I read Steven Conway’s GamaSutra article “A Circular Wall? Reformulating the Fourth Wall for Video Games” with interest, since I have been doing work on live action role-playing games, where the concept of bleed is used to describe what theatre and game studies critics and scholars often refer to as breaking the fourth wall between the diegetic and the non-diegetic worlds.
Conway’s premise is that video games do not so much break the fourth wall, as they do expand or contract the magic circle of the game. What might seem to be a breakage, whereby the player becomes aware that s/he is playing a game is actually a technique that enhances the immersion of the player. Conway cites this quote by James Newman (2002) from “In Search of the Video Game Player: The Lives of Mario“:
Importantly, the … relationship between player and the system/gameworld is not one of clear subject and object. Rather, the interface is a continuous interactive feedback loop, where the player must be seen as both implied and implicated in the construction and composition of the experience.”
I find this quote interesting in terms of larps because of two factors:
- Markus Montola’s oft-cited larp theory of subjective diegeses vs. objective diegesis. Montola proposes that an individual player has an individual, subjective experience of the game that cannot be aggregated, and that there are as many games as their are players. He also dismisses a notion of an objectivity (a collaborative diegesis or “the game”). Moving beyond the binary of subject and object to a model of a continuous interactive feedback loop liberates and complicates Montola’s notion.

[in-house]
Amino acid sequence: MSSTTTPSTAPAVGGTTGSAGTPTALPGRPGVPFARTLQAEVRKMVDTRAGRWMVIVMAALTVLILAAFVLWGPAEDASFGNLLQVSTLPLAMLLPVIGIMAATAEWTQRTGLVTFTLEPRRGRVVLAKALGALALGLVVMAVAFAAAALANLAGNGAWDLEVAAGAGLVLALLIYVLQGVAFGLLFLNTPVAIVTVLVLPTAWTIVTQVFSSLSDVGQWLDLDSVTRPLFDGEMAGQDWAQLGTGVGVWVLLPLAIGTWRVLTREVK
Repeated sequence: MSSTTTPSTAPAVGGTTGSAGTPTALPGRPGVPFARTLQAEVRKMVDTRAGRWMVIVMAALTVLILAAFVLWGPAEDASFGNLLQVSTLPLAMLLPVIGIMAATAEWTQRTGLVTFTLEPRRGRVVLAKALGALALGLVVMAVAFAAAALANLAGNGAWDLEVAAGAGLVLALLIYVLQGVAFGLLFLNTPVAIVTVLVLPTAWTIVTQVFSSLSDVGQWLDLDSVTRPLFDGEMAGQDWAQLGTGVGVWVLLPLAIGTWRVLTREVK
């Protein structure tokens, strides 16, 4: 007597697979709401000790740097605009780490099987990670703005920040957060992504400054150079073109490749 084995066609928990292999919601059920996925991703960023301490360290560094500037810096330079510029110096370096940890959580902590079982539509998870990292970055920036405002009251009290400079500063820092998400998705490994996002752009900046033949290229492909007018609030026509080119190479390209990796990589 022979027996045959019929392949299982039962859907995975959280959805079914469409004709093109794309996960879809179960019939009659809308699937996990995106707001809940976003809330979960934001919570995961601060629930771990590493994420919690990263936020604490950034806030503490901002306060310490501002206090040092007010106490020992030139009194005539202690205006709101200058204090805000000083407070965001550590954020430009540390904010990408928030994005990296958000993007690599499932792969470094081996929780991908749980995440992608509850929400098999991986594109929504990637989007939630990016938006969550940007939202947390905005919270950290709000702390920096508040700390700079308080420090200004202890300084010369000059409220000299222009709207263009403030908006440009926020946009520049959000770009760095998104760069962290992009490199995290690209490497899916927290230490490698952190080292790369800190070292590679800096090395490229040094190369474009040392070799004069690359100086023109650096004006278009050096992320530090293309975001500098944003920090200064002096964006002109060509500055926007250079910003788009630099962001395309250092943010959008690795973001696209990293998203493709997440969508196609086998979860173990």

- Also, since larps are enacted through open-ended player speech and actions (as opposed to finite encoded options written into the game), the idea of continuous feedback loop is interesting to discuss the recursive nature of a larp (if I speak it, it is true and you are provoked to respond) as well as the collaborative nature of it (larps are built through multiple players who simultaneously interact and also create/compose the world as well as the experience of that iteration of play.
Interesting to my work on how triggers function in larps, Conway proposes that when the player is cast out of the magic circle — when the dynamic magic circle contracts to exclude the player, to use Conway’s model — this is not a “slap in the face” as Ernest Adams states in Designer’s Notebook (Gamasutra). Rather this is a moment of fun because of the surprise. Games operate under the notion that the player is in control, that the player possesses agency and power. The player is the one “doing” or “enacting” or “making” the game happen or respond. When the game — which we assume to have no personality, consciousness, or adaptable agenda — behaves in a way that inverts this supposed hierarchy of control, taking power away from the player then there can be a thrill in the thwarting of expectations. In a larp, breaking the fantasy of immersion such that the player becomes consciously aware of him/herself and has to contemplate — extra-diegetically — how they feel and what to do next is one such time when control is wrested away. A trigger, as I’ve said elsewhere, breaks immersion by making the player conscious of actions and experiences that occurred extra-diegetically and aware of one’s status as a player. Conway notes that rather than being entirely negative, this movement when the game contracts and leaves the player exposed can be delightful and fun, as it is unpredictable. In the taking away of the agency to contract the circle, the player reasserts agency to expand the magic circle and respond diegetically. Furthermore, Conway believes that such a ‘break’ or contraction actually increases immersion because the player further invests in the game via increased engagement.